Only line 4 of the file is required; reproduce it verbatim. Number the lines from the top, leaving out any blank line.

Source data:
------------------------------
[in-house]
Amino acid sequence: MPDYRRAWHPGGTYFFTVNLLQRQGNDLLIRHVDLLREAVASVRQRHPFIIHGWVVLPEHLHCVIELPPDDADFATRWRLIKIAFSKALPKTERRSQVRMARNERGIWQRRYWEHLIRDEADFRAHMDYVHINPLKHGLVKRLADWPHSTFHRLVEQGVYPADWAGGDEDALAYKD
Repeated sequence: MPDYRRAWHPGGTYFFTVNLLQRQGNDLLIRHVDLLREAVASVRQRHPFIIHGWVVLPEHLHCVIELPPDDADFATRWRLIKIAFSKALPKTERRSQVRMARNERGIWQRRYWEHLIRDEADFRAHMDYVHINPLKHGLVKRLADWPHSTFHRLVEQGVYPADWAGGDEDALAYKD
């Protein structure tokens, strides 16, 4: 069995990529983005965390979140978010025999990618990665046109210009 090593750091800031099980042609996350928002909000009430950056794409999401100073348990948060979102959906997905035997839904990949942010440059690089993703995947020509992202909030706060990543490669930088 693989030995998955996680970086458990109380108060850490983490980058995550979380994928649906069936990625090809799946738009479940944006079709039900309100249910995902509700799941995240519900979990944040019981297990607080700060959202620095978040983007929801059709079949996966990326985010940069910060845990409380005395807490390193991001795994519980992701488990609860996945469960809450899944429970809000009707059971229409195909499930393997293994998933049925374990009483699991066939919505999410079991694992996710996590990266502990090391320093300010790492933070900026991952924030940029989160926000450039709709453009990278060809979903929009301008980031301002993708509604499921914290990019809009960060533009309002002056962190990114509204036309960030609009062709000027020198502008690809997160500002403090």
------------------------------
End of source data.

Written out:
């Protein structure tokens, strides 16, 4: 069995990529983005965390979140978010025999990618990665046109210009 090593750091800031099980042609996350928002909000009430950056794409999401100073348990948060979102959906997905035997839904990949942010440059690089993703995947020509992202909030706060990543490669930088 693989030995998955996680970086458990109380108060850490983490980058995550979380994928649906069936990625090809799946738009479940944006079709039900309100249910995902509700799941995240519900979990944040019981297990607080700060959202620095978040983007929801059709079949996966990326985010940069910060845990409380005395807490390193991001795994519980992701488990609860996945469960809450899944429970809000009707059971229409195909499930393997293994998933049925374990009483699991066939919505999410079991694992996710996590990266502990090391320093300010790492933070900026991952924030940029989160926000450039709709453009990278060809979903929009301008980031301002993708509604499921914290990019809009960060533009309002002056962190990114509204036309960030609009062709000027020198502008690809997160500002403090």